Electrical Bearing Protection Q&A - Part 29 Grounding Straps
Q1. What exactly should I attach a high-frequency grounding strap to? They come in 1- and 2-foot lengths, and that's often not long enough to reach the drive.
A1. It's best to bond the motor back to the drive. If you can't reach it, the next best thing is to bond the motor frame to the frame of the driven equipment or another conductor bonded to the equipment. The reason is, if the motor frame is not well bonded to the drive, you can get what's called rotor ground current (see Question 1 here). Rotor ground current damages bearings in both the motor AND the driven equipment. If you bond the frames of motor and load, you give that current a low-impedance path that doesn't go through any bearings.
Eaton, the drive manufacturer, suggests another use, too. Using metal conduit for the motor power cables, you can bond the motor frame to the conduit with one HFGS, and at the other end, bond the conduit to the VFD ground. This approach has the added benefit of confining the stray current from the frame, which could otherwise wander through the facility causing interference.
Q2. In motors under 100 hp, do you not need a grounding strap?
A2. No, we recommend a grounding strap for all motors on drives, regardless of size. Rotor ground current, just like shaft voltage discharge, can occur in motors of all sizes.
With that said, you will probably be alright if you have proper VFD cable: You want one or three ground conductors and usually a braided wire or foil shielding. (Not just THHN cable.) Good cable is the best way to protect against rotor ground current because it gives a very low impedance path back to the drive. High-frequency current coming off the motor frame doesn't care about "ground" per se; it is trying to get back to the drive. Getting this stray current right back to the drive has the added benefit, as above, of preventing it from interfering with other electronics in the facility.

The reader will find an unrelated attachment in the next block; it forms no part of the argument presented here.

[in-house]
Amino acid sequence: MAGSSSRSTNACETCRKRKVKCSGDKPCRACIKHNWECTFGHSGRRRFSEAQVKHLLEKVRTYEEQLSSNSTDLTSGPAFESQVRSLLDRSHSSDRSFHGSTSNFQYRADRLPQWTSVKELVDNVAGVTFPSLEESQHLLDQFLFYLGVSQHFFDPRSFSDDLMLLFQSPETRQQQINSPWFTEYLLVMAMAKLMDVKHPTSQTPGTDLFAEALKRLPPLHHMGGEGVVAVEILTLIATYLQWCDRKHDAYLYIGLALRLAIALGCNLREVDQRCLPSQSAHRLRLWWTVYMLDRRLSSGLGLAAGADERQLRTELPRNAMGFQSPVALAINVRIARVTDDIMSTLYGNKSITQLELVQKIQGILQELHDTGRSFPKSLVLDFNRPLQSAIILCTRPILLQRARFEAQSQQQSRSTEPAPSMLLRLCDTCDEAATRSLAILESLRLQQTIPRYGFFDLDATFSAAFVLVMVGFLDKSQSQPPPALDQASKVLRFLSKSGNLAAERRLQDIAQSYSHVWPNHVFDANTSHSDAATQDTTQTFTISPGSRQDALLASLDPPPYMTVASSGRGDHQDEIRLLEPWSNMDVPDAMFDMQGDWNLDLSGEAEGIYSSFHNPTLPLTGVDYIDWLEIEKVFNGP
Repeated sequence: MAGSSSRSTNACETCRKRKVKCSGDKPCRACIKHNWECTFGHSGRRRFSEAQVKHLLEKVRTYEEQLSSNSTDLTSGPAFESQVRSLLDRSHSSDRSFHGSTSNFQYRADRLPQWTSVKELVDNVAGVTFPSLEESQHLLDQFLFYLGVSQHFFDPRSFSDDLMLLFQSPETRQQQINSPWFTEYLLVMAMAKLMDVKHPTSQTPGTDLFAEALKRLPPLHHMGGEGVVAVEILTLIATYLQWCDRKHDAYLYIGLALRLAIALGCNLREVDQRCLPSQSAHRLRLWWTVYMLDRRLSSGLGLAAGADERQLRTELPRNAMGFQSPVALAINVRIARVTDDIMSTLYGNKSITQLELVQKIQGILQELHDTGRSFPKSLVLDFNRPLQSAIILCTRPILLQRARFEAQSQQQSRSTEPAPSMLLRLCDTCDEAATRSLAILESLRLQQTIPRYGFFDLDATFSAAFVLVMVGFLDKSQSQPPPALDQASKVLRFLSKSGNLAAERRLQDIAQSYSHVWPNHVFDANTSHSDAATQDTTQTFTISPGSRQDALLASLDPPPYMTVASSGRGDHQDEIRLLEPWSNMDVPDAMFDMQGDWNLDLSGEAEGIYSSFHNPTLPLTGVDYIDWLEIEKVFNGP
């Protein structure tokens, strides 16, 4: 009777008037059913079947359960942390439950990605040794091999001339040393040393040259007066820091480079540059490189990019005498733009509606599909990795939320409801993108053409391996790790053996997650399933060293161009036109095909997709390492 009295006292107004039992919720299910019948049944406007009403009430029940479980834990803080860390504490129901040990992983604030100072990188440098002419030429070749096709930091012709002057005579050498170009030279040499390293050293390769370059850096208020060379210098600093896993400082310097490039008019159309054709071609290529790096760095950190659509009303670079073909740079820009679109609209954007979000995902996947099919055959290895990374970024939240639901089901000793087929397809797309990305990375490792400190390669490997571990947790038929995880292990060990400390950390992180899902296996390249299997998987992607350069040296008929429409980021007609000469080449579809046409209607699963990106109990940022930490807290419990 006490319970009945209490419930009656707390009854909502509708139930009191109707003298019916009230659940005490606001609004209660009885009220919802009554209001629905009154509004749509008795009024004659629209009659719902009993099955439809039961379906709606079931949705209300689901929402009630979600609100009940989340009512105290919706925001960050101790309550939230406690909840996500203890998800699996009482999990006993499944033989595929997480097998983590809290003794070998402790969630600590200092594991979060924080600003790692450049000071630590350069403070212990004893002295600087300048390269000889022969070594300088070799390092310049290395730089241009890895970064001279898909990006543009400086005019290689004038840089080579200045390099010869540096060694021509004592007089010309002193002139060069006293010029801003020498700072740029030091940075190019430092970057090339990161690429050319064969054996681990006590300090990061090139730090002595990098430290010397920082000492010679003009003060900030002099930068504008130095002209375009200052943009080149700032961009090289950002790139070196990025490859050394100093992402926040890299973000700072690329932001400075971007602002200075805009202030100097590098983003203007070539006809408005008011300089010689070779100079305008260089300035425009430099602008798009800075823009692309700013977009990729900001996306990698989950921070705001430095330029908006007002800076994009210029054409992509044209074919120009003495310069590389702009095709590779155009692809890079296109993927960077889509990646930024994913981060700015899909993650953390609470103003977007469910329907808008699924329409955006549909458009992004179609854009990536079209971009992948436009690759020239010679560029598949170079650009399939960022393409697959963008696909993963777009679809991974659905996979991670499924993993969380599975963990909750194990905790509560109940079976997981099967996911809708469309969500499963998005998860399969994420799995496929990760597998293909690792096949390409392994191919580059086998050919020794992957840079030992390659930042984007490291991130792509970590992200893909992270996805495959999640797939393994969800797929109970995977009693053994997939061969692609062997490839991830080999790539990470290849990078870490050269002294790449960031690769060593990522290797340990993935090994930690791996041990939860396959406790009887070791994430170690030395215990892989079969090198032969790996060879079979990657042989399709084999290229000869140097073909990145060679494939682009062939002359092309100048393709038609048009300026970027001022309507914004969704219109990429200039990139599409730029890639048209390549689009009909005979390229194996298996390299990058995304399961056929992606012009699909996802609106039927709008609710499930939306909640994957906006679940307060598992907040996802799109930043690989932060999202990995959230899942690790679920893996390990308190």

Q3. Does the high-frequency grounding strap double as a grounding conductor for the motor frame?
A3. No, the AEGIS® HFGS is not a ground-fault device. You still need a safety ground. The HFGS can handle a few tens of amps, but if a motor phase shorted to the frame, you wouldn't want to rely on it to carry that level of current.
AEGIS Shaft Grounding Rings have a 2-year extended warranty against bearing fluting damage. No other form of shaft grounding offers a warranty like this.
To learn more about AEGIS shaft grounding and best practices for electrical bearing protection, sign up for a training. We offer monthly live training webinars, and – pandemic restrictions permitting – we can also visit your facility to review your exact application.